But did he make his most indelible mark as a Yankee? Be serious, will ya?

    In Boston, Clemens is the all-time franchise leader in wins (tied with Cy Young), innings, strikeouts, shutouts, starts and double-figure strikeout games. He led the Red Sox in wins in more seasons (eight) than Ted Williams led the Red Sox in RBI (six).

    On the other hand, he has led the Yankees in wins once -- or fewer times than Fritz Peterson. He's 33rd on the Yankees' all-time wins list, with 67 -- or fewer than Jack Warhop, Tiny Bonham and George Pipgras.

    True, Clemens is just the second pitcher to win his 300th game as a Yankee. But the other was Phil Niekro -- and we're obliged to report that he didn't go into the Hall of Fame with an "NY" on his plaque. So if the magic words are "indelible mark," it's hard to think there could be any letter on Clemens' Hall of Fame cap besides a "B."

    "What we don't want to end up with," Idelson said, "is a decision that doesn't make sense 50 years from now when someone walks into the Hall of Fame. Fifty years from now, the logo on the cap will have to represent where the player made his most indelible mark. If you make the wrong decision, it would be like walking into the Hall now and seeing Ty Cobb in a Philadelphia A's cap ... or Babe Ruth in a Brooklyn Dodgers cap."

    So what constitutes the "right decision?" If history is any guide, Clemens won't want to read this history book.

    We found 15 current franchises that have their all-time leading winner in the Hall of Fame. Only two aren't in there wearing that team's cap. One is Eddie Plank (Athletics), who went with the incognito no-logo look. The other, by a truly remarkable coincidence, is the pitcher tied with Clemens for most Red Sox wins -- Cy Young.

    We're sure many people from Pawtucket to Orono are still bitter that Young headed into the hall wearing his Cleveland Naps cap instead of his Red Sox cap. But this is a different situation than Clemens' -- because Young actually won more games with the Naps (241) than he did for the Red Sox (191). So it ain't personal. It's pure mathematics.

    At least the Hall is always willing to "take the player's views into account," Idelson said. So if Clemens knows any good speech writers, we suggest he hire one.

    The Hall also carefully considers where a player won his awards, his contributions to each team he played for, and which teams he played for in the postseason. So obviously, Clemens' New York and Boston years will both be perused.

    But whatever they decide, there's another factor to be considered here, too. Namely: WHO CARES?

    It isn't as if the plaque will ignore the teams that aren't on Clemens' cap. Don Sutton pitched for five teams, and they're all in there. Eddie Murray's plaque will mention his glorious Mets years -- and even his not-so-glorious 160-at-bat Angels cameo.

    In fact, Idelson said, "I'm willing to bet that if I gave you a list of 10 guys in the Hall, you probably couldn't even tell me what logo is on their cap."

    Hey, try this game at home. Here are a few: Hoyt Wilhelm, Lefty Grove, Rod Carew, or even Nolan Ryan. Who knows? Who really cares?

    Of course, maybe Clemens is different, because he's so tangled up in the great Red Sox-Yankees passions of his time. So this is clearly important to him, important to Steinbrenner, important to all those New Englanders with a lifelong Yankees inferiority complex. But does any New Yorker care that Gary Carter won't enter the Hall with a Mets cap on his plaque? We sure haven't met any.

    "The bottom line," Idelson said, "is, we're a history museum. So we have to do what's historically correct."

    And to determine what's historically correct here, they won't have to hire Doris Kearns Goodwin as a consultant. For no charge whatsoever, we'll be happy to inform Clemens he's going down in history as a Bostonian. Just like Yaz, the Kennedys and Commissioner Gammons. So we suggest he pop a cold Sam Adams and accept his fate.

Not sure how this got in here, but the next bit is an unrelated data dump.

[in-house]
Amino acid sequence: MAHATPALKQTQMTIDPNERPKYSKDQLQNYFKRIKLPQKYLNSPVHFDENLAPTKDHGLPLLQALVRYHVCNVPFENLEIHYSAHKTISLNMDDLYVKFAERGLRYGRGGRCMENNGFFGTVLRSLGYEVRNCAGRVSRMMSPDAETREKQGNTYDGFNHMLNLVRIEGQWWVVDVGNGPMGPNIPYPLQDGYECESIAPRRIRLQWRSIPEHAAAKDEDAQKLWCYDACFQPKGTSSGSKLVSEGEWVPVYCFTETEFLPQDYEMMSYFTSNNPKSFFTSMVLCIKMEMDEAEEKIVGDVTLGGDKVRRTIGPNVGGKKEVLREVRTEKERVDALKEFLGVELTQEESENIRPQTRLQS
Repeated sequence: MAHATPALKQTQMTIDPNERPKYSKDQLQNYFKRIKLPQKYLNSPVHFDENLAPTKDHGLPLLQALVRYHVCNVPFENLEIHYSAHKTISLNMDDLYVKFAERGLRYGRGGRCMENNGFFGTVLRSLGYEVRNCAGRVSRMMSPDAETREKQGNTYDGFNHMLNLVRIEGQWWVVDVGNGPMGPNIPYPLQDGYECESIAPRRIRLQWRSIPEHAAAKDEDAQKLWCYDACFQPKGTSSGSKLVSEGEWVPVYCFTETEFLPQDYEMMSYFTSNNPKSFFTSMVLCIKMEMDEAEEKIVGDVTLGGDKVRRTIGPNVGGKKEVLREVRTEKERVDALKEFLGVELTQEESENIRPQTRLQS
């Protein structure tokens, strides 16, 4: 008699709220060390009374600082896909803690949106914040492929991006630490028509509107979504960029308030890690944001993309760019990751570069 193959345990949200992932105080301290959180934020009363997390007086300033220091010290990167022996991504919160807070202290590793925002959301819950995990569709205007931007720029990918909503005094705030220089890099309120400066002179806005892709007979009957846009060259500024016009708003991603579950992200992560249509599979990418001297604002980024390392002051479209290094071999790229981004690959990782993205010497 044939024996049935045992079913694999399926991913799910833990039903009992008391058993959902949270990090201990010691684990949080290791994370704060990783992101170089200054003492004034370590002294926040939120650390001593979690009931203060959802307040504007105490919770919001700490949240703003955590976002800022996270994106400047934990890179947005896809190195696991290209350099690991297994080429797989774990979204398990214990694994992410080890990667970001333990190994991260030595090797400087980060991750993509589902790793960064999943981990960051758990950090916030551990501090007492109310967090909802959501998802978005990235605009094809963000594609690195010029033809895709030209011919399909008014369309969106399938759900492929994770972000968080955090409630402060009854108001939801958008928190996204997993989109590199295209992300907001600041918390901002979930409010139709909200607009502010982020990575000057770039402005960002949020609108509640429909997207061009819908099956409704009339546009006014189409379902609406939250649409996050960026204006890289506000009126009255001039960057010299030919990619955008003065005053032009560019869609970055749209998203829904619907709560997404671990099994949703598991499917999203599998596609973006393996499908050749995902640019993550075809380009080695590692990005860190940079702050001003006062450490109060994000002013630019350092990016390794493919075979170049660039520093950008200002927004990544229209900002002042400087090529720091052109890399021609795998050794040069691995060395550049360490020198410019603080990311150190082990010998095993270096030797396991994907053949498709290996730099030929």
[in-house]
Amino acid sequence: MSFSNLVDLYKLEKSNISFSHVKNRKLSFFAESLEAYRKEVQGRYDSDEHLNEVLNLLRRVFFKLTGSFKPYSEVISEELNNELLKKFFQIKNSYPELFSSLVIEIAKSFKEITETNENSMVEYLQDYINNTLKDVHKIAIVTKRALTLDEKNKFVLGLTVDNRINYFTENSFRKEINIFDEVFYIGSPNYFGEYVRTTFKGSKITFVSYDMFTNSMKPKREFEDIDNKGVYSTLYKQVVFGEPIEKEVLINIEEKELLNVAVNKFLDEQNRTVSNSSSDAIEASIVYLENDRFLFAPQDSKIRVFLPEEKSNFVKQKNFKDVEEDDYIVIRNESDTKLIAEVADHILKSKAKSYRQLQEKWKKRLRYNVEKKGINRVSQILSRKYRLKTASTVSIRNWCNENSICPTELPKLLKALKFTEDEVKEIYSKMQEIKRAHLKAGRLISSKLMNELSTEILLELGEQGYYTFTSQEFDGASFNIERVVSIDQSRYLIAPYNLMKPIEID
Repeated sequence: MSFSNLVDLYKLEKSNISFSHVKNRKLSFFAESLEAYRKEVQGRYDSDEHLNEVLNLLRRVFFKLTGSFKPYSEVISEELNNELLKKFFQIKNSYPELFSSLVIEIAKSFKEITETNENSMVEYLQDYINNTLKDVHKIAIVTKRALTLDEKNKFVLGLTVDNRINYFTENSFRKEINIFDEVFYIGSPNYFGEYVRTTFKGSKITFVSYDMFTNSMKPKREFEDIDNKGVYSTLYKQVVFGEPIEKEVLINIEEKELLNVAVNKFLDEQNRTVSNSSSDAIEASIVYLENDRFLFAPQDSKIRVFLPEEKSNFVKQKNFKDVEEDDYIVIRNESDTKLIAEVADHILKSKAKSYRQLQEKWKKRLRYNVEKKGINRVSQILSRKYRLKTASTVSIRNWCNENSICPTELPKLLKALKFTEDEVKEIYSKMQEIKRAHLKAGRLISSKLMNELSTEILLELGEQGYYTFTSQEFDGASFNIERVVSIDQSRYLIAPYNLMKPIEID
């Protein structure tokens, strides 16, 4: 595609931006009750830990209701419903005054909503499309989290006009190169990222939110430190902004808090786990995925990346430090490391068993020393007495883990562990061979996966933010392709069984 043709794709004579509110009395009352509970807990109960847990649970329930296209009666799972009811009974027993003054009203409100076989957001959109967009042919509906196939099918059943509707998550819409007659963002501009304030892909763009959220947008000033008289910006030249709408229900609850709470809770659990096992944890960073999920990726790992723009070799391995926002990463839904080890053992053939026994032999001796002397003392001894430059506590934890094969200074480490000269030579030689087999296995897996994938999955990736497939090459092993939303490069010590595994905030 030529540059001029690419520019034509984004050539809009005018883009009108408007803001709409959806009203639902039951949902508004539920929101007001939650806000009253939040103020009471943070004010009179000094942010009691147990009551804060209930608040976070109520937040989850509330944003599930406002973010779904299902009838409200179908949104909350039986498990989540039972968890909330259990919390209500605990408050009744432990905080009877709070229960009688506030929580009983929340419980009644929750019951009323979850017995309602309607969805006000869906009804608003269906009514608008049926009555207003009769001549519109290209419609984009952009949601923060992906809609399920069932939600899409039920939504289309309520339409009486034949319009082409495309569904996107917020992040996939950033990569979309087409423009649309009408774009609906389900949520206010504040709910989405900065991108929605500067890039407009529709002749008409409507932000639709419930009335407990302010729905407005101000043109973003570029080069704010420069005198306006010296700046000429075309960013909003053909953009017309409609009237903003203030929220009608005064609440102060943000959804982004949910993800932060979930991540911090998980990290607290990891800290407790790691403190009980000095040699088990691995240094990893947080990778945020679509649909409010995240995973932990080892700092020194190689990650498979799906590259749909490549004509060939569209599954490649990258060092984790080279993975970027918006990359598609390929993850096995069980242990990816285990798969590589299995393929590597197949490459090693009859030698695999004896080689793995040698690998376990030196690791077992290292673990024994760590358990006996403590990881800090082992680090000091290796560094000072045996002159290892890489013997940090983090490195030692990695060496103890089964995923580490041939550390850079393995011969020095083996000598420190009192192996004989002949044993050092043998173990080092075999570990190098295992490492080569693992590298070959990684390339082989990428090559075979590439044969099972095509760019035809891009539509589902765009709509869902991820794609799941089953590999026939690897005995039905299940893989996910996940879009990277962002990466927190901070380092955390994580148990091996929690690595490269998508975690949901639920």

11. Icehouse

    Icehouse Contributing Member

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    And in this situation, the game's rules are just stupid. Who the hell is MLB to tell anyone what hat/jersey they should wear, as if they know a player's fondest memories of his career.

    Clemens might be an ass, but I'm not gonna hate on him just cause every other baseball player was dumb enough to go along with this stupid tradition and be told how others should rememeber their career. If Clemens isn't happy about how MLB wants to remember him, then it is his right to complain about it and not show up. Last time I checked, this is a free country (as long as what you do dosen't hurt others). Does Clemens deciding to be rememebered as a Yankee affect your life at all??
     
  12. bnb

    bnb Contributing Member

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    This makes it sound that it's all about the player. Perhaps, maybe, it's also about the fans. Or about baseball. Great ESPN article, Buck.

    Clemens situation is somewhat unique in that many in Boston don't like him, but...

    I'd hate a situation where an owner and a player have a falling out. The player then pouts, stamps his feet, and asks to represent his 'new' team, and the fans who supported him during his HOF accomplishments are ignored.

    As Manny pointed out, if he doesn't want to attend the ceremony, great -- whatever -- but he should have at least some respect and humility for the game when he is being honoured in this way.

    Gary Carter made his preference known, but then accepted his induction as an Expo. That's the way it should be.
     
  13. MadMax

    MadMax Contributing Member

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    I heard someone make a good point this morning...sorry if it's already been made here....

    the Hall of Fame is a museum...museums don't let their subjects determine how they will be showcased. wade boggs ruined all of this when he tried to enter the hall of fame as a devil ray. ridiculous. from that point forward, in order to maintain some modicum of integrity, there was no way you could keep giving the choice to the player. it's the curator's job, now. as it should be, in my opinion.
     
  14. Band Geek Mobster

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    I don't agree with leaving the decision up to the Hall. They should allow the players to choose who they go in with as long as it is within reason. I look at it similarly to the way Justices are supposed to be approved for the high courts. You only deny the players choice when it is totally out of left field, otherwise, let the guy choose...
     
  15. MadMax

    MadMax Contributing Member

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    man, i wish you'd pass that on to the democrats in congress! :)